You are unlikely to hand over your car to a novice driver or agree to surgery with a doctor who has never held a scalpel. When you hold something dear, you want to make sure that the people looking after it know what they are doing.
Formal qualifications can give a degree of confidence, but there are no degrees in how to run a country or a continent, which makes the EP's scrutiny of the incoming European Commission so important.
For the next five years Jean-Claude Juncker will head the Commission, which is responsible for proposing new European legislation and checking up on its implementation. After consulting national governments, he has proposed candidates for the commissioners' posts and assigned portfolios. His team must be approved by the European Parliament before it can take office, but first its members will be subjected to a thorough evaluation.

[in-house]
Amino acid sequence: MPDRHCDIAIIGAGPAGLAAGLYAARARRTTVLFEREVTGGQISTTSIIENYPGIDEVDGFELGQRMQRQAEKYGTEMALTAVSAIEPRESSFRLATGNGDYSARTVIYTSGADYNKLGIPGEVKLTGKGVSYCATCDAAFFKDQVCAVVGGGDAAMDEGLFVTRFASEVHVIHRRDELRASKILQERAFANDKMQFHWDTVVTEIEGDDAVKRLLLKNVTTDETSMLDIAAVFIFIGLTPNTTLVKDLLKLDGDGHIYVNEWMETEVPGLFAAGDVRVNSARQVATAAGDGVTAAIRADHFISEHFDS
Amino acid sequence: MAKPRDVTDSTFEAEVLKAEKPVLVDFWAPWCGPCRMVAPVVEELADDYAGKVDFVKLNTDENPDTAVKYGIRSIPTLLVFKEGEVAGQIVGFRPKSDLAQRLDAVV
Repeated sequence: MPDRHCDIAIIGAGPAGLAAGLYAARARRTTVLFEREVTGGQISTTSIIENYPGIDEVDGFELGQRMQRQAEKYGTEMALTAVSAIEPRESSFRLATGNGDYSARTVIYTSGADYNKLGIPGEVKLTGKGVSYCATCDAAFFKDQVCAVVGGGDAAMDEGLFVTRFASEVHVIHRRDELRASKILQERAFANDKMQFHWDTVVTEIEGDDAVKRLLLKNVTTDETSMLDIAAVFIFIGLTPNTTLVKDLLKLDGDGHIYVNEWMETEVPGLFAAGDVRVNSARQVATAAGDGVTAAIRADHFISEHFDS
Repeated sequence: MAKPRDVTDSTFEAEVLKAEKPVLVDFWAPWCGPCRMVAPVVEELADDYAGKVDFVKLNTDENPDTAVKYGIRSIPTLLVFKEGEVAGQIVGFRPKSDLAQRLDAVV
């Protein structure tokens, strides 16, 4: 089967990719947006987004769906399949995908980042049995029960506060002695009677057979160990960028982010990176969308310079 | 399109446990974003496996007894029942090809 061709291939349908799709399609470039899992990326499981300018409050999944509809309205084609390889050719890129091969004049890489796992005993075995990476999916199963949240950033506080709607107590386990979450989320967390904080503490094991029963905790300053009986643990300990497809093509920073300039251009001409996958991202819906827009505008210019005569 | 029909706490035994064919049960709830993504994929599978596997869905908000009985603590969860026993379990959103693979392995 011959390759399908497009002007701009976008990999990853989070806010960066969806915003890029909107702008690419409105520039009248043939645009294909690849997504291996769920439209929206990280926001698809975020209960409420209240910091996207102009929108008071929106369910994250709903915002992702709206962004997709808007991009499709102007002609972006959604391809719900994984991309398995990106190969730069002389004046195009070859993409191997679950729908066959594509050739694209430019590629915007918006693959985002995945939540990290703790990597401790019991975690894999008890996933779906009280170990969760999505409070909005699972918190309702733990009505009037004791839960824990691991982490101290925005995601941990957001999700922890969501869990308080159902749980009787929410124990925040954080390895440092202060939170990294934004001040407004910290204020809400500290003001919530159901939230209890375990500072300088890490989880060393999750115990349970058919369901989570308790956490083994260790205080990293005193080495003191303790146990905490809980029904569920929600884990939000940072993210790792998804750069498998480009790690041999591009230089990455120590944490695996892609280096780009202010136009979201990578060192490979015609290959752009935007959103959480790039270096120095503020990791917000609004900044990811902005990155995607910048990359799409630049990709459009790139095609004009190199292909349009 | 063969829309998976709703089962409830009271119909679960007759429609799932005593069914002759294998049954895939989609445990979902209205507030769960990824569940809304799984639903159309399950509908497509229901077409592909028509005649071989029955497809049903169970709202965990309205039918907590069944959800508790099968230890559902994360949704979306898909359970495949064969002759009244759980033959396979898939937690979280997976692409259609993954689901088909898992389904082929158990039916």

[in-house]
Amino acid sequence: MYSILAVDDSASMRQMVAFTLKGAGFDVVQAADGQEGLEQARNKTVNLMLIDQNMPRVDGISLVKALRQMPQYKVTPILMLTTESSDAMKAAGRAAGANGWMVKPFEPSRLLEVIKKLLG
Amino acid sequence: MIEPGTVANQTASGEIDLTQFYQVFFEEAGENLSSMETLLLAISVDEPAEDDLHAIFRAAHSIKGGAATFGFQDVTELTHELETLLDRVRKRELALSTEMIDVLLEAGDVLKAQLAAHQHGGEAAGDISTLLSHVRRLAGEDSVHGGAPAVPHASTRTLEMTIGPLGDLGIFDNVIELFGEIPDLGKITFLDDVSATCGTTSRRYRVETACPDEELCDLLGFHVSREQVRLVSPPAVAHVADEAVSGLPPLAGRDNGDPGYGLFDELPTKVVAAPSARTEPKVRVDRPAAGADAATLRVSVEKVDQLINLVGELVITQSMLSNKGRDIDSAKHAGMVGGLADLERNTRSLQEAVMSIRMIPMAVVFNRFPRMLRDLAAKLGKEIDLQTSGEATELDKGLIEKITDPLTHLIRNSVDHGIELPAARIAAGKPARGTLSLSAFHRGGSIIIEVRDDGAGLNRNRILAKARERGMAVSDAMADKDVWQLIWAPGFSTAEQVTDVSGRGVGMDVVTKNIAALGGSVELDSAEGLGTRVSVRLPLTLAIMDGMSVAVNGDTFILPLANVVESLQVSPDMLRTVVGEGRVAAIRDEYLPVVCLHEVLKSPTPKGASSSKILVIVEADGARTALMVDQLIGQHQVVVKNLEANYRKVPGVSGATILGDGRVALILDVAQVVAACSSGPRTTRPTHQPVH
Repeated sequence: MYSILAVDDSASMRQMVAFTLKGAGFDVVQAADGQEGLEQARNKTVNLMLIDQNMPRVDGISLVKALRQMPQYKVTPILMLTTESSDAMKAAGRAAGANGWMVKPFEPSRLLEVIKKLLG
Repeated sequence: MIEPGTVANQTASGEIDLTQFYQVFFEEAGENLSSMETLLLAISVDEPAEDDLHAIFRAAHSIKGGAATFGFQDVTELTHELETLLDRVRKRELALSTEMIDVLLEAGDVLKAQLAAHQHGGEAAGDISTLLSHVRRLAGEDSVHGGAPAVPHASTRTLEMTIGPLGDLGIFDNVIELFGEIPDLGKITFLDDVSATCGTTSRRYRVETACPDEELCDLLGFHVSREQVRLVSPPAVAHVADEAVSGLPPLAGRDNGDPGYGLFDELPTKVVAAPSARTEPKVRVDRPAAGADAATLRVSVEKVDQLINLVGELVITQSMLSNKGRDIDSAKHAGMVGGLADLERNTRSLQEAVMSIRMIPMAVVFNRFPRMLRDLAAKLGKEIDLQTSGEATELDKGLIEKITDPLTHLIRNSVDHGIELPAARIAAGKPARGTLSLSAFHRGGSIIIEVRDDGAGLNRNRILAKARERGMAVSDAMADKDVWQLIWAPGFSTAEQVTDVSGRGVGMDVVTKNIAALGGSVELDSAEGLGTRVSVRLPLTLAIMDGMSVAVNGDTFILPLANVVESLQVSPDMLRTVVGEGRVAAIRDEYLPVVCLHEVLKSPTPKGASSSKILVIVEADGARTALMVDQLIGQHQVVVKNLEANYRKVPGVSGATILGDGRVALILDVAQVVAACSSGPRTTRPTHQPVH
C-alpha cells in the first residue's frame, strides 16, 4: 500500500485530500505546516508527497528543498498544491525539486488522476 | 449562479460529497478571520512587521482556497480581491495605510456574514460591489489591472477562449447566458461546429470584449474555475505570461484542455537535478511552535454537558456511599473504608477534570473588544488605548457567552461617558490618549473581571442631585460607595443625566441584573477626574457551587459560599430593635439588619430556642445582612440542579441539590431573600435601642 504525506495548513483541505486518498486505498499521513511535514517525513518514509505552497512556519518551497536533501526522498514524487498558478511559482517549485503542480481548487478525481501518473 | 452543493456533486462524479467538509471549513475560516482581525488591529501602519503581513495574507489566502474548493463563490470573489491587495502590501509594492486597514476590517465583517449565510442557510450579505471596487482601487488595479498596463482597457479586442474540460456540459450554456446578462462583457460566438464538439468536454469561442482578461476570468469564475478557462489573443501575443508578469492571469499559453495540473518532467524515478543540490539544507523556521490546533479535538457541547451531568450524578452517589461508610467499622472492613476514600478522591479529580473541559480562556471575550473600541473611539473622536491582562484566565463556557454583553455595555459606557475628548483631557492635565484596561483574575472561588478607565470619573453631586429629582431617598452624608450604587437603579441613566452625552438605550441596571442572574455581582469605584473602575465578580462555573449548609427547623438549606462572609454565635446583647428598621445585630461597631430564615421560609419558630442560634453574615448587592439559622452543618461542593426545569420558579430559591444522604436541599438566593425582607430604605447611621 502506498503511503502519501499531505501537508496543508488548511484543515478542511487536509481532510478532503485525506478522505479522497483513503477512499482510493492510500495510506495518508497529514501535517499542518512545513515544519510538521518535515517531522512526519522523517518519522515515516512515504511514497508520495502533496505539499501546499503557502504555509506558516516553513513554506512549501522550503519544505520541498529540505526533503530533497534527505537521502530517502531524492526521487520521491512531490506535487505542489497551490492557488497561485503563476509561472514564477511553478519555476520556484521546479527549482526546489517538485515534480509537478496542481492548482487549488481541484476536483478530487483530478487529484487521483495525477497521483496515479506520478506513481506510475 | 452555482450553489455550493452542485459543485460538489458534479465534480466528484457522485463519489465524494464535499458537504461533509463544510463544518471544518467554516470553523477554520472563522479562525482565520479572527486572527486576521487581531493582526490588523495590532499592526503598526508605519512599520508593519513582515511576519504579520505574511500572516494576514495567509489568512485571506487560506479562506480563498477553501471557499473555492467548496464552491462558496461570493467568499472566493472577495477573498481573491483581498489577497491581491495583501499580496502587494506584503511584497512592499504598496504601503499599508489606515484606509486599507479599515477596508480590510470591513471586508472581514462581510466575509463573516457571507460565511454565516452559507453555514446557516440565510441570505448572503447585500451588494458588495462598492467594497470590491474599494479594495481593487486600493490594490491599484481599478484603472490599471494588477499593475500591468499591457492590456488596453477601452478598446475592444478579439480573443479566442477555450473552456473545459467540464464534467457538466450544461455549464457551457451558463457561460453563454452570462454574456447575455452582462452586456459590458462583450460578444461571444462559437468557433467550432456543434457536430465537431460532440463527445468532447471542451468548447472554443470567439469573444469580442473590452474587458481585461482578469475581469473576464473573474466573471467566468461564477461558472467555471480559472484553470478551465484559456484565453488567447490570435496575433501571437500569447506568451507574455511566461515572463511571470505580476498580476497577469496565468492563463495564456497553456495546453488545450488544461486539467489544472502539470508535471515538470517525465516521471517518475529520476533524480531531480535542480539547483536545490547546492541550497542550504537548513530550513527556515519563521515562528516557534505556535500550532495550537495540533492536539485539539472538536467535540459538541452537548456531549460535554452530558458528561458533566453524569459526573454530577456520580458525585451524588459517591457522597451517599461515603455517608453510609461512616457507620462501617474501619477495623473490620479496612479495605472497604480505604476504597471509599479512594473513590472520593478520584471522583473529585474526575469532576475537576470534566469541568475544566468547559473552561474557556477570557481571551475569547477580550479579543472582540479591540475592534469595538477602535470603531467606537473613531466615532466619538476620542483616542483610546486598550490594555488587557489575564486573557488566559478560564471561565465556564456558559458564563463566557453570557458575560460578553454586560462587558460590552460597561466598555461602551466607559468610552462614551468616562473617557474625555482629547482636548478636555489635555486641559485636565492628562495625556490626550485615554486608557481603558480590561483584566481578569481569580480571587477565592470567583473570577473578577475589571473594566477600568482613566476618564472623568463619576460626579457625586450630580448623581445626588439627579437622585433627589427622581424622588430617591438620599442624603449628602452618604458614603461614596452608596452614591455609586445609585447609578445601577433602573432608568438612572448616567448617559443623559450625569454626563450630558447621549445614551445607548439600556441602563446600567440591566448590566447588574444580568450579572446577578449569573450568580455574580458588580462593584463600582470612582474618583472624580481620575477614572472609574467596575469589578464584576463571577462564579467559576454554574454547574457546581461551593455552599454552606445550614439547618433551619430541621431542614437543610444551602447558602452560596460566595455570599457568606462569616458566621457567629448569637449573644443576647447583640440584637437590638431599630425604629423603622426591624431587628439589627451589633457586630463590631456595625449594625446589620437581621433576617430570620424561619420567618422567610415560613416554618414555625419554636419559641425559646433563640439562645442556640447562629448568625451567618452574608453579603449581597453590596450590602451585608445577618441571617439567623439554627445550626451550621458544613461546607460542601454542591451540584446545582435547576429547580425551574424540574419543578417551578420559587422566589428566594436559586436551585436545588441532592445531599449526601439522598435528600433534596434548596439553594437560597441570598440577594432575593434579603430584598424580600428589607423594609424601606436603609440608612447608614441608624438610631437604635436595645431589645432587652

From 29 September to 7 October the candidate commissioners will be scrutinised by the parliamentary committees that deal with their proposed portfolios. After responding to at least five written questions, they will face MEPs in hearings that can be followed live via the EP website.
The aim is to assess each candidate's suitability as commissioner, evaluate their knowledge of the proposed portfolio and find out about their future plans. Based on the candidates' responses and performance, the committees will then draw up a recommendation and send it to the president of the European Parliament.
Although MEPs can only vote on the Commission as a whole and not on individual candidates, in the past Commission presidents have preferred to withdraw candidates or reassign portfolios rather than risk the rejection of the whole team.
The Parliament is scheduled to vote on the new Commission on 22 0ctober, allowing it - if approved - to start work on 1 November.
Copyright infographic European Parliament